Monday, May 28, 2018

Emmalyn's experiential learning journey with Kuno Method


In our family, we learn through play and we play a lot! We didn't have much time for formal learning for Emma since both hubby and I are working full time. Emma seemed to be learning lots from school and progressing well, so we weren't too worried about her learning until her new teacher for K1 came along earlier this year. 
Emma's previous teacher was gentle, nurturing and was cautious not to kill the interest to learn. On the flip side, she can be quite lenient on the kids. Her new teacher is strict and has higher expectations on the kids. So, we ended up getting feedbacks to give Emma more home practice and even enrichment class. At the start, we were quite worried that Emma was behind. I tried to practiced more with her but it was really hard with Avalyn around. I lost count of the time that I wanted to do some learning with Emma but all we want was to rest and play. So, I've been thinking what's really good for Emma. 

I believe in building up the strong foundation of intangible qualities and values such as love for learning, curiosity, creativity, humility, perseverance, courage and cheerfulness over academic learning. I was a late boomer who only topped the class at Primary 4, so I always think there's hope to do better with a good attitude. 

However, I'm also realistic enough to know things are unlike before. I'm not talking about competitiveness. I'm talking about the syllabus and pace of learning. I heard much about school expecting students to have the basic foundation at primary 1 so it might be hard to follow the lessons of the child has a weak foundation. Since we are less than 2 years away from primary 1, I hope to supplement her learning with some extra class to build her foundation. 

Kuno Method


Emma has been attending Kuno Method since Feb and I like how they help children from 3-6 years old to learn. Kuno Method offers a renowned and premium experiential learning method from Japan in a fun and interactive way.

They aim to help the children build a strong foundation for primary school, acquire logical & lateral thinking with a structured curriculum & in-house challenges & puzzles. With a strong thinking skill, it encourages the children to engage in independent learning that help them in their jump to Primary school education. The programme is new to Singapore but it isn't something new. It's over 30 years and has solid track record in Japan. 

It follows a concept-based curriculum that focus on the following 6 concepts:

1. Comparison, order and measurement - fundamental concept behind units of measurement i.e. size, length, weight and volume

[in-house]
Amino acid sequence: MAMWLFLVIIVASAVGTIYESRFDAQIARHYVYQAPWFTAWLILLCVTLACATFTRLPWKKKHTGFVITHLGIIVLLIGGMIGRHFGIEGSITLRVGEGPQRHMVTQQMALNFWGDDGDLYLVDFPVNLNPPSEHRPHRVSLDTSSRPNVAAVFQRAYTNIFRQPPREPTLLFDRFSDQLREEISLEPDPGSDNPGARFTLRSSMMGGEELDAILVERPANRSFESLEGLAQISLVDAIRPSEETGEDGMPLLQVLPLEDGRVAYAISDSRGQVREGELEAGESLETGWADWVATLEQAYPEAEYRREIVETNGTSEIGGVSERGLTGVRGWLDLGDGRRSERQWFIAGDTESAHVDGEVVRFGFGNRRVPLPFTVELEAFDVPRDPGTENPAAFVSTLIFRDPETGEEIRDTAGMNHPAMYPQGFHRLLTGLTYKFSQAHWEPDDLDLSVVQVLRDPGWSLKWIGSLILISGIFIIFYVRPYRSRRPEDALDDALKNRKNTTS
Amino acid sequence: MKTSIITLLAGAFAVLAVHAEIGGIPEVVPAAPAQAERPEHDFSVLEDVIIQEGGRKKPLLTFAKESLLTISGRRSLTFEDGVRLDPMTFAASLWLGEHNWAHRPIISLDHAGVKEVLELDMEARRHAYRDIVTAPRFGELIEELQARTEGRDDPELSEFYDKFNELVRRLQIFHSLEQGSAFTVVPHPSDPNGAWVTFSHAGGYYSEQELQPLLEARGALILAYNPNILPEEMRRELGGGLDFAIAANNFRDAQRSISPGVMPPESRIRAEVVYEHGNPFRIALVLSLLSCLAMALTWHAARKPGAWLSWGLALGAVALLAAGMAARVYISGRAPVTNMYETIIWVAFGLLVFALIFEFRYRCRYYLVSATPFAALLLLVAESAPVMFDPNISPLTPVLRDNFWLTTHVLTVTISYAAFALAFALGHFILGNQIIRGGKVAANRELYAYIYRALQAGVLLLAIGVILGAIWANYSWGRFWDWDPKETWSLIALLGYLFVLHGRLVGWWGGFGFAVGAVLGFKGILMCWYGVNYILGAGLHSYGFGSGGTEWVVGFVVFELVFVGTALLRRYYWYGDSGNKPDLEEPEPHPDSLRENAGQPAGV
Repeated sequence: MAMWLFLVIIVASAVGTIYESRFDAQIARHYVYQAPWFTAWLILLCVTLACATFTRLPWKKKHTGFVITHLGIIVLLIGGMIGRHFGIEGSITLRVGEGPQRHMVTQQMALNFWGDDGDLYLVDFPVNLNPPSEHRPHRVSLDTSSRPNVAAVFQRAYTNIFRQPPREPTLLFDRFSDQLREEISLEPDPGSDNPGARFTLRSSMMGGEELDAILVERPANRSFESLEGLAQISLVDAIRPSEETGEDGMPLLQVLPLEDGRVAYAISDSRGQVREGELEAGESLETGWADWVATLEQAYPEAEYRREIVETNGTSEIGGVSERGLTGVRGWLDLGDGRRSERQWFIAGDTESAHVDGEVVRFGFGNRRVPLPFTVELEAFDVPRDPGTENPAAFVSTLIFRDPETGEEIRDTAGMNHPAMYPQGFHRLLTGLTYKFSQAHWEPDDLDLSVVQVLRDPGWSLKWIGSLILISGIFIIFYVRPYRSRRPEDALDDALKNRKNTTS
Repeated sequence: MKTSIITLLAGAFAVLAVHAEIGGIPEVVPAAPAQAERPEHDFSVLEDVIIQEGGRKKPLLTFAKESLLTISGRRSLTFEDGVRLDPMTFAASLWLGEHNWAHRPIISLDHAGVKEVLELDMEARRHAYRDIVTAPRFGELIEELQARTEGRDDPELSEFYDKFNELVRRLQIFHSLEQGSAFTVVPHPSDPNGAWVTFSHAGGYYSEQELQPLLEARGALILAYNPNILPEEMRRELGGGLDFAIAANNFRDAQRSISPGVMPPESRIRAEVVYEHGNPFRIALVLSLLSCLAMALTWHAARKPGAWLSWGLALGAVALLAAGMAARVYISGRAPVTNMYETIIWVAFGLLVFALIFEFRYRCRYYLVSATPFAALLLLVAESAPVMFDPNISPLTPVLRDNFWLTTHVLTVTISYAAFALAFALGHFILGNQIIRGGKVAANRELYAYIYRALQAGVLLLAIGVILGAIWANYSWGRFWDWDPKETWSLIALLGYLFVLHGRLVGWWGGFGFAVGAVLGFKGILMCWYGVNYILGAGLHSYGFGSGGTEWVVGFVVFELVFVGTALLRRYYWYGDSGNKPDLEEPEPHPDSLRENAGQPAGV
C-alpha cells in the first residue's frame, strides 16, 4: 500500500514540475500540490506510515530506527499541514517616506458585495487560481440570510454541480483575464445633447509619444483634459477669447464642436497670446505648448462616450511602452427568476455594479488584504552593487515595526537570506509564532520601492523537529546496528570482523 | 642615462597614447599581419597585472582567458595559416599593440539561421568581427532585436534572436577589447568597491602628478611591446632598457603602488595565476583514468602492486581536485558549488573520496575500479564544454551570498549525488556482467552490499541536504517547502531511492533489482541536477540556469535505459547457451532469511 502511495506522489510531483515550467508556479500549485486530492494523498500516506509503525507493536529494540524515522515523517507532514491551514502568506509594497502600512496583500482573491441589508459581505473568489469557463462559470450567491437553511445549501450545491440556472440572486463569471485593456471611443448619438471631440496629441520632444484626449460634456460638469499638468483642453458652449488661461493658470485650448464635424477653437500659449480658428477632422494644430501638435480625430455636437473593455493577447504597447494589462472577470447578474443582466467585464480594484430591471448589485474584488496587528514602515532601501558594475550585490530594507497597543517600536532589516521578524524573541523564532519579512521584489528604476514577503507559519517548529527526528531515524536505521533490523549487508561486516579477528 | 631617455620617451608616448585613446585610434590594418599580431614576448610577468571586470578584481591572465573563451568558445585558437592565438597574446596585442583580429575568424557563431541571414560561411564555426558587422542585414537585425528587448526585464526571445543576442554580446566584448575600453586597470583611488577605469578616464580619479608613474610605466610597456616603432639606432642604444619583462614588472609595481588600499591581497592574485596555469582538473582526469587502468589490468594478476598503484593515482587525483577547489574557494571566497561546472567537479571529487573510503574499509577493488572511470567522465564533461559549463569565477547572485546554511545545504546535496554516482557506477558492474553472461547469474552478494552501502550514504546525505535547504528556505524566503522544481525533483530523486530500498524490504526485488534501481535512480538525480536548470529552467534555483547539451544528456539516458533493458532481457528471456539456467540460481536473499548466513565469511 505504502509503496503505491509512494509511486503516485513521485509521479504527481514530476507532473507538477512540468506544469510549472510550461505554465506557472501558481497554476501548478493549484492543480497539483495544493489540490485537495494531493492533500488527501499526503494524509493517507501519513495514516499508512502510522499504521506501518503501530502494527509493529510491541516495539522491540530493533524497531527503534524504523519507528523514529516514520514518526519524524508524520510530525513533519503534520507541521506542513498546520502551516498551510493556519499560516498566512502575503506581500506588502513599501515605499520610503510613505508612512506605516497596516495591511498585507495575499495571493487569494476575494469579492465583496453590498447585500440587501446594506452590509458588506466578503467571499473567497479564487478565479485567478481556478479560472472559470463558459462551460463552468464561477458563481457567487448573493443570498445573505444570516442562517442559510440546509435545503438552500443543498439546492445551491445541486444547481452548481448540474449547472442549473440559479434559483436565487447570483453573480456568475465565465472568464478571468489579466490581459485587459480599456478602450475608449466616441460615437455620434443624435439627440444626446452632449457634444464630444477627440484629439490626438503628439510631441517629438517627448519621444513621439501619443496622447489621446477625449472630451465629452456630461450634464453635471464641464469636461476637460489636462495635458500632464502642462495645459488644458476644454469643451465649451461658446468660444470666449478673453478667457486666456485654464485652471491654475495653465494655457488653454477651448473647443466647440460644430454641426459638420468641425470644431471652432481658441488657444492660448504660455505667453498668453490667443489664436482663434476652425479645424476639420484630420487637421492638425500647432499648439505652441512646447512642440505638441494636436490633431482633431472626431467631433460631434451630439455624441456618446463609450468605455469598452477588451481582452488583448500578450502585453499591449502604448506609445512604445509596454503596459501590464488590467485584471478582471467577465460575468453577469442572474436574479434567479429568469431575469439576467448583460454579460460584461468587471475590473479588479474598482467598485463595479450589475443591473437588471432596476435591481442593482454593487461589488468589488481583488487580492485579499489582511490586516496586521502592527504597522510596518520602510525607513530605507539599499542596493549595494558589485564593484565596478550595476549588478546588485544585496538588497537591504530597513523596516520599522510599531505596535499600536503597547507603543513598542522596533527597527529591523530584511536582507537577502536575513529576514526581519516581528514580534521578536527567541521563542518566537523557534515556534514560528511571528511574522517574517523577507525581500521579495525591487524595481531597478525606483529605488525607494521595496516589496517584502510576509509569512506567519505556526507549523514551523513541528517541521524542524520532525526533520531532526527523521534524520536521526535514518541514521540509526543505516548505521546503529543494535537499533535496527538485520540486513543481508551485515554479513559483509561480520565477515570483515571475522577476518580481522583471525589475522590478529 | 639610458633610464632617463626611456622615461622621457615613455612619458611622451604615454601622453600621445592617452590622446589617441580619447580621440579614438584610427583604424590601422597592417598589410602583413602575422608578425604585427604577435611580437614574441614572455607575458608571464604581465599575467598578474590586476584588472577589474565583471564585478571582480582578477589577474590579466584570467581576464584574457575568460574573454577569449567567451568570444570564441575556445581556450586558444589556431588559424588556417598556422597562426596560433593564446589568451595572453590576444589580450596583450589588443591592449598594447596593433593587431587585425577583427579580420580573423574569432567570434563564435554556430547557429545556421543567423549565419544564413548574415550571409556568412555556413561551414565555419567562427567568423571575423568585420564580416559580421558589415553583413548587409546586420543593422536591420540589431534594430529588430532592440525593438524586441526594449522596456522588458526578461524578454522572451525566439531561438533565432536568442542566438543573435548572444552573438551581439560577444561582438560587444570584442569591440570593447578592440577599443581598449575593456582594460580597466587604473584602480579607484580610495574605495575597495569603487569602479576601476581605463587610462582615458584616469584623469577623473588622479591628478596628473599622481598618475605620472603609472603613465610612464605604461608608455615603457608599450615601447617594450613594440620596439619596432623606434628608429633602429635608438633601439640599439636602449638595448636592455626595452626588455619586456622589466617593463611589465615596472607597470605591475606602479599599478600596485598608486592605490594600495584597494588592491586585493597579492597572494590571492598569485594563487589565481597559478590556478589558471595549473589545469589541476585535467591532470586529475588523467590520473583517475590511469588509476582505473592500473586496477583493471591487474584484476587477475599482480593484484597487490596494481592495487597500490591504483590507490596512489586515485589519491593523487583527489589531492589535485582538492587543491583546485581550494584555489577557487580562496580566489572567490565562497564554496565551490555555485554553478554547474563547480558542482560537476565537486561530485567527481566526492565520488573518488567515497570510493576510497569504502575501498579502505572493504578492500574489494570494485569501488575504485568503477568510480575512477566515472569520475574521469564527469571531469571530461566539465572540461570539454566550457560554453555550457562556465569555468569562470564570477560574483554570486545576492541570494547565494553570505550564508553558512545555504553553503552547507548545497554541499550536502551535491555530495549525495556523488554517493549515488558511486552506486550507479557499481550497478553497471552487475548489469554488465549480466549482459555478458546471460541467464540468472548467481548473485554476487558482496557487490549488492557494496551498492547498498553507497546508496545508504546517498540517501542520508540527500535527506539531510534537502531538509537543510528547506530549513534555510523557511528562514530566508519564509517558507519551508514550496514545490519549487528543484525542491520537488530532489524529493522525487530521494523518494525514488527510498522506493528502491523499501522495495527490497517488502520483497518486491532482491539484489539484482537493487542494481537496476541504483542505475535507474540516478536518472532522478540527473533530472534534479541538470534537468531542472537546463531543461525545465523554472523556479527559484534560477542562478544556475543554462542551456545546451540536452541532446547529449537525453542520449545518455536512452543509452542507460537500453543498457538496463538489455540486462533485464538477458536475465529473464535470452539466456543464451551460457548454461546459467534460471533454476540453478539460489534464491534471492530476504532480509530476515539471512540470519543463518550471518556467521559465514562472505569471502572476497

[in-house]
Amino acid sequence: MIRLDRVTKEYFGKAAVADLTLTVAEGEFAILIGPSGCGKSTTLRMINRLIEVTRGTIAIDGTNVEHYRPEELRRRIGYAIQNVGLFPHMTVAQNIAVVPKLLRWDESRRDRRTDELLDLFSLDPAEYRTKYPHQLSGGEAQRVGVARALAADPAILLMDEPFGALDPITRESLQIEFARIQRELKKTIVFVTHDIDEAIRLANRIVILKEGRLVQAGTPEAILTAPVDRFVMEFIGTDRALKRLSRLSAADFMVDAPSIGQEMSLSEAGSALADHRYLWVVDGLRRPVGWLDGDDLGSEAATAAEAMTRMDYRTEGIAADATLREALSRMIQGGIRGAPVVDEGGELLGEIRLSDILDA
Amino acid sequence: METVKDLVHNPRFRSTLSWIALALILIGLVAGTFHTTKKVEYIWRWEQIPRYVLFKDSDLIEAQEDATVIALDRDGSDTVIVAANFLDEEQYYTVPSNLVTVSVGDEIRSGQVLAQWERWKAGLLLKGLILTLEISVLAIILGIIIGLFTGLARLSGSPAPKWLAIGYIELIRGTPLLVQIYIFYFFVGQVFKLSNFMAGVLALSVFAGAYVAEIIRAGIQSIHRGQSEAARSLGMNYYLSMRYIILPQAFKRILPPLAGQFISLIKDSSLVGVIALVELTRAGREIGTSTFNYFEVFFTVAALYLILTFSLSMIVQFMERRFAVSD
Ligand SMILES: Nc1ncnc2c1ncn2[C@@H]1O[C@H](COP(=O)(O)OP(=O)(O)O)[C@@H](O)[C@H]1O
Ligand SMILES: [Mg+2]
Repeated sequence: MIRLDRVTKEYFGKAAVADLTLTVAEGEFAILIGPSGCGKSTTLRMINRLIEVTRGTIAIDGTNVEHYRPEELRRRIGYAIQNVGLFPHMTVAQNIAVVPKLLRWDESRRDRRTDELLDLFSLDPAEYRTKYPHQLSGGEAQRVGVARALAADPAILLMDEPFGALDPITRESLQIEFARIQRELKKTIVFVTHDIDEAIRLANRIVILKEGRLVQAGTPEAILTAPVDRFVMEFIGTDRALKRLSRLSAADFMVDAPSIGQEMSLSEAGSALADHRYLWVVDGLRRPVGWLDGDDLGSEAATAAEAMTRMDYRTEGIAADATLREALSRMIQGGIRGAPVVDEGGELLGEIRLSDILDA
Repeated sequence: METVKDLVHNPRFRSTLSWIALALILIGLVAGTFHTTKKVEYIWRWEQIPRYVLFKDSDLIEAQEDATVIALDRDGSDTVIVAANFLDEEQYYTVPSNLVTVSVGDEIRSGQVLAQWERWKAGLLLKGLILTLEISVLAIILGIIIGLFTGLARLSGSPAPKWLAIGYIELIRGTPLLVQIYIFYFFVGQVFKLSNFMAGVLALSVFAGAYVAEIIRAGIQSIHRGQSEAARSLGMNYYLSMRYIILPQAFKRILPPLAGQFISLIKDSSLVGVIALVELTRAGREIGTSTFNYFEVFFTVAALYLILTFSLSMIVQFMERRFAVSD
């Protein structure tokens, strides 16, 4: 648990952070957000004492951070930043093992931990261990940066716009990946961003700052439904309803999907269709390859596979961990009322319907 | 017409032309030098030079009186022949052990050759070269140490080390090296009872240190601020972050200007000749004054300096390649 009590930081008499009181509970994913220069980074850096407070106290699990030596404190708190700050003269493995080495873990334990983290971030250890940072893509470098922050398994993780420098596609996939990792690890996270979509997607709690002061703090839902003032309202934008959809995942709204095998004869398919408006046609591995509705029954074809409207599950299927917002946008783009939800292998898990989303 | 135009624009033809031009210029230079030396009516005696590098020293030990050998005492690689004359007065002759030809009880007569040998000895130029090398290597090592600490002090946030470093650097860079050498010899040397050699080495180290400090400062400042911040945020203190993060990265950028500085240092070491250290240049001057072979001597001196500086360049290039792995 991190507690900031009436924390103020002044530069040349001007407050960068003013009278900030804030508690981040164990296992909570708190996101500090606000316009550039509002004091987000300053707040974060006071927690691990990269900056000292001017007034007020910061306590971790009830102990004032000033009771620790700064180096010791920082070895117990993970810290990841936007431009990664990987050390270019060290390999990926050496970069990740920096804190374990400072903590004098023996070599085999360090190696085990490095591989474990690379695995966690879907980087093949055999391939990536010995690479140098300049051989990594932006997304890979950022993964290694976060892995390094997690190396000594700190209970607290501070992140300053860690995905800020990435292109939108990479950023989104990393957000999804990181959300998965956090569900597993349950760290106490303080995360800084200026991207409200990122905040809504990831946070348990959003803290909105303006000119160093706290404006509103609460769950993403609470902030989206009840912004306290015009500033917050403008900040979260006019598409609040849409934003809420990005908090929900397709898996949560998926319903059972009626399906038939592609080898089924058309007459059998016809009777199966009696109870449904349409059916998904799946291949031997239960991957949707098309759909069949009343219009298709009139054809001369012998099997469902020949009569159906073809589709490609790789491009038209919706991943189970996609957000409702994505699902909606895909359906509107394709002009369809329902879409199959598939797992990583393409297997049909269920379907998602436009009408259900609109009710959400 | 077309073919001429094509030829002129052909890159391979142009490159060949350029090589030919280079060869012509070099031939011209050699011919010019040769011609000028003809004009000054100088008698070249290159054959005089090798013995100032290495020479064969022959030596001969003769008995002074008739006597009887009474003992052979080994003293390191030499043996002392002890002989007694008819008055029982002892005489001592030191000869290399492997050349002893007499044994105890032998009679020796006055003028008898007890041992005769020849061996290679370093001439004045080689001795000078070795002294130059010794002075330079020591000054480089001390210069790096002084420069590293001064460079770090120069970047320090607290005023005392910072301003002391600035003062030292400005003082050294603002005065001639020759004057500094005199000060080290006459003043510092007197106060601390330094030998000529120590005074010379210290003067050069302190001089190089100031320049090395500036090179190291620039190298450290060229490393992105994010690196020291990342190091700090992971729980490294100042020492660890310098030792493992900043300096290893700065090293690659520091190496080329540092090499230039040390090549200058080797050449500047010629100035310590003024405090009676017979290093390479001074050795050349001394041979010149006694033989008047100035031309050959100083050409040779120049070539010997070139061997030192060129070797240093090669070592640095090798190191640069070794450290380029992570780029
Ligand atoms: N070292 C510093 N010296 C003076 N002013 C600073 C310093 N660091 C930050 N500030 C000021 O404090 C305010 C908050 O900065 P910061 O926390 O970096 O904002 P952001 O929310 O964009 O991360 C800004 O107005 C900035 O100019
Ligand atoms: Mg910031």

2. Numbers and operations - conceptual understanding behind addition, subtraction, multiplication and division 
3. Spatial recognition - up-down, left-right, grid positions and movement of objects 
4. Geometry - 2D shapes, 3D shapes, symmetry, systematic, counting of shapes in geometric shape
5. Language and effective communication - key words to articulate concepts learnt, verbal reasoning practice 
6. Other essential life skills - psychomotor skill, social skills, reasoning skills, memory, thinking of out the box, science and general knowledge.
All these concepts help to build up the foundation for learning. Each lesson focuses on one concept and it's different concept every week. During the 75-mins lesson, the teacher brings the children through interactive group play, hands-on manipulative, one-on-one dialogue and worksheets to help the children understand the concepts. They have low student-teacher ratio and so far it has been 1 teacher:3 students for her class. There's an assistant teacher if the class size increased. The maximum teacher:student ratio for K1 is 1:6.  
Emma really enjoys the lessons and always look forward to it. Kuno Method isn't a maths class or a tuition centre. It's also not a right brain training centre. I see it as a holistic enrichment class while Emma sees it as an art class. I'm not sure why she thinks so, perhaps she just can't relate such fun learning to any other classes that she has in school. 

They train memory by "grocery shopping", teach concepts through games and play puzzles. It's no wonder Emma doesn't feel like she's learning - this is what we call purposeful play! 
Thank you Kuno Method for introducing the unconventional yet organic way of learning. I look forward to develop Emma's love for learning and thinking in the months to come!!
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